Author here, I answered gojira’s question. I have to add, more presence on Stack Overflow’s [algorithm] tag could help fight this problem in the future, since this stuff happens all the time (questions about running contests being answered).


I think you will have to look more into research material (papers, lecture notes etc.) rather than “tutorials”. A good starting point would be Wikipedia, which also contains references to the original ST-Tree paper and some lecture notes. I can personally recommend the videos of Erik Demaine’s lectures about advanced data structures. Lecture 19 from 2012 is the one where he talks about dynamic trees. The one after that is about Euler-tour trees, amongst others


First understand bottom-up splay trees thoroughly, as they are the basis for the most practically efficient dynamic trees. Thing is, the big-O constant for dynamic trees is substantial – I submitted a solution using my extensively tuned dynamic tree library, and it was four times slower than my other solution that just used parent pointers. They’re still worthwhile in some cases though.

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@niklasb i read your answer bro. i know you havent done that intentionally. and i agree with you on growing stronger on SO as a CP community. anyway, if you wish, i can delete my answer here. my intention was not to give bad image to you @niklasb, im aware of your efforts to help to CP community and thanks for your help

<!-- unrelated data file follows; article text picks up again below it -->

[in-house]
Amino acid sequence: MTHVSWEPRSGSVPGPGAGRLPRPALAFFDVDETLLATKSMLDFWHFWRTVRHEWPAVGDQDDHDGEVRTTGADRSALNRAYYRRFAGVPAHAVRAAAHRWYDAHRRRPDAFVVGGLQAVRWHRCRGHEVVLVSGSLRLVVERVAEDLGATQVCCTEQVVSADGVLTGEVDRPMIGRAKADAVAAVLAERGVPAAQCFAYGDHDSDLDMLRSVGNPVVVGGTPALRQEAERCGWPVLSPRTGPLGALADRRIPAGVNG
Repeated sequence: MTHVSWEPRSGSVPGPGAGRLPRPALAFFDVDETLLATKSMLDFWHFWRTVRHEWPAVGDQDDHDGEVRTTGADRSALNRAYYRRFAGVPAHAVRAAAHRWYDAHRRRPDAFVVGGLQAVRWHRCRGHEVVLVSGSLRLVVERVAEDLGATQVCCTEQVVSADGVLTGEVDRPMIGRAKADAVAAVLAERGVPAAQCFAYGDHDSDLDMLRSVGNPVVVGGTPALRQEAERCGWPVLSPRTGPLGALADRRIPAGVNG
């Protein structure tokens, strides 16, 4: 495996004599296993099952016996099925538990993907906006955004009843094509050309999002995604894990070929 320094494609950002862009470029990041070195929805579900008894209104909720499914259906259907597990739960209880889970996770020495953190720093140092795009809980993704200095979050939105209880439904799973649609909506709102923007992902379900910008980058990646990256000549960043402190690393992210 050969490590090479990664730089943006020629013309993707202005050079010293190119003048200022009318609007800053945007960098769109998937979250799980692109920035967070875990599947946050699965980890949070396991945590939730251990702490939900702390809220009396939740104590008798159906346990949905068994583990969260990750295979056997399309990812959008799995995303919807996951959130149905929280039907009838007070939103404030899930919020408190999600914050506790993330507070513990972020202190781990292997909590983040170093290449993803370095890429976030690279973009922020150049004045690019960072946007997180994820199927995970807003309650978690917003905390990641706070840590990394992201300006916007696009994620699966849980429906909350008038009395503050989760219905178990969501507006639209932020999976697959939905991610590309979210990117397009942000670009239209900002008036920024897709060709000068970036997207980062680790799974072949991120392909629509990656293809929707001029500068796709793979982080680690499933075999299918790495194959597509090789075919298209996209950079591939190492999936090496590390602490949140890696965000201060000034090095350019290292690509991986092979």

You can leave the answer if you want, in fact it is good that people get directed to my response


ok bro, i hope i dont discourage you from helping us by posting good tutorials, answers, etc

@shangjingbo: Can you provide the explanation of these two logic using one small example? It seems a bit hard to follow the link cut tree part since I am new to this topic .

look at here:

Thanks a lot both of you.

You can assume there is a black box (link-cut tree), which supports finding the minimum edge on the path between two tree nodes and deleting/inserting an edge to a tree in O(logN) time.

After that, you can search some materials to learn the LCT, as niklasb mentioned.

We had this exact same problem on the list of candidate problems for the Romanian IOI selection contests, which usually take place in April-May each year, with the sqrt decomposition solution in mind. We’ll now have to erase it from that list. On one hand it’s a pity that we lost a nice problem that we could have used for the contests in Romania. On the other hand, I didn’t have to spend any time to think about the problem - I just implemented the solution that I already knew.

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@shangjingbo: thanks. I couldn’t understand because of not knowing LCT well . Now I have read it and therefore understood what your solution meant.

Please elaborate more on the relation between experiment_id and node.auxiliary in solution of tester link.

By now, I am thinking that the node.auxiliary field is represent for the primary without taking into account all edges from Query Q.left to right = MIN(Q.right, (L + 1) * MAX_SZ - 1);

Therefore, I made some trivial modification like these:

In function

int FindPrimaryAux(int a)
if(node[a].primary == a) return a;		
node[a].experiment_id = nexperiment;
return node[a].primary = node[a].auxiliary = FindPrimary(node[a].primary);

I changed to

int FindPrimaryAux(int a)
node[a].experiment_id = nexperiment;
if(node[a].primary == a) return a;		
return node[a].primary = node[a].auxiliary = FindPrimary(node[a].primary);

This change leads to Runtime Error

Or if I change to

int FindPrimaryAux(int a)
if(node[a].primary == a) return node[a].auxiliary = a;		
node[a].experiment_id = nexperiment;
return node[a].primary = node[a].auxiliary = FindPrimary(node[a].primary);

It leads to Wrong Answer.

Could Manbubul Hasan give me the answer, please ?

Can you tell how do we restore the the union find at the end of merge operations ?

Terima kasih dan salam kenal.